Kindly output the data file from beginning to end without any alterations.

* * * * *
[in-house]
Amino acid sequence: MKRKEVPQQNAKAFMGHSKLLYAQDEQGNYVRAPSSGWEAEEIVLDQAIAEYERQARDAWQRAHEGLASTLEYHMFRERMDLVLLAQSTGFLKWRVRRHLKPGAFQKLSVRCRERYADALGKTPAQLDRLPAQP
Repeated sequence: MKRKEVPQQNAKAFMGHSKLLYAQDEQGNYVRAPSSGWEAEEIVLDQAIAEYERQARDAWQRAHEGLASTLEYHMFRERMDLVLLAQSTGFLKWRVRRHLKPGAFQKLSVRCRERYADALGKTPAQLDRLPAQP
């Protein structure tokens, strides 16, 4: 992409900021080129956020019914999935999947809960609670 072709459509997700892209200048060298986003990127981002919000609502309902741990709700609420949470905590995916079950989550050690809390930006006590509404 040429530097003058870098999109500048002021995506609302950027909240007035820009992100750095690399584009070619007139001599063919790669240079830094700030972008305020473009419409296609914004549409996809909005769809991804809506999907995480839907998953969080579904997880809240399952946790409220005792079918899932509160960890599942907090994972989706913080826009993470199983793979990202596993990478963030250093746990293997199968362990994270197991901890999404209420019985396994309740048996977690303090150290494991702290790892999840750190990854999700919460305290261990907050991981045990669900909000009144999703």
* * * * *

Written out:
[in-house]
Amino acid sequence: MKRKEVPQQNAKAFMGHSKLLYAQDEQGNYVRAPSSGWEAEEIVLDQAIAEYERQARDAWQRAHEGLASTLEYHMFRERMDLVLLAQSTGFLKWRVRRHLKPGAFQKLSVRCRERYADALGKTPAQLDRLPAQP
Repeated sequence: MKRKEVPQQNAKAFMGHSKLLYAQDEQGNYVRAPSSGWEAEEIVLDQAIAEYERQARDAWQRAHEGLASTLEYHMFRERMDLVLLAQSTGFLKWRVRRHLKPGAFQKLSVRCRERYADALGKTPAQLDRLPAQP
């Protein structure tokens, strides 16, 4: 992409900021080129956020019914999935999947809960609670 072709459509997700892209200048060298986003990127981002919000609502309902741990709700609420949470905590995916079950989550050690809390930006006590509404 040429530097003058870098999109500048002021995506609302950027909240007035820009992100750095690399584009070619007139001599063919790669240079830094700030972008305020473009419409296609914004549409996809909005769809991804809506999907995480839907998953969080579904997880809240399952946790409220005792079918899932509160960890599942907090994972989706913080826009993470199983793979990202596993990478963030250093746990293997199968362990994270197991901890999404209420019985396994309740048996977690303090150290494991702290790892999840750190990854999700919460305290261990907050991981045990669900909000009144999703």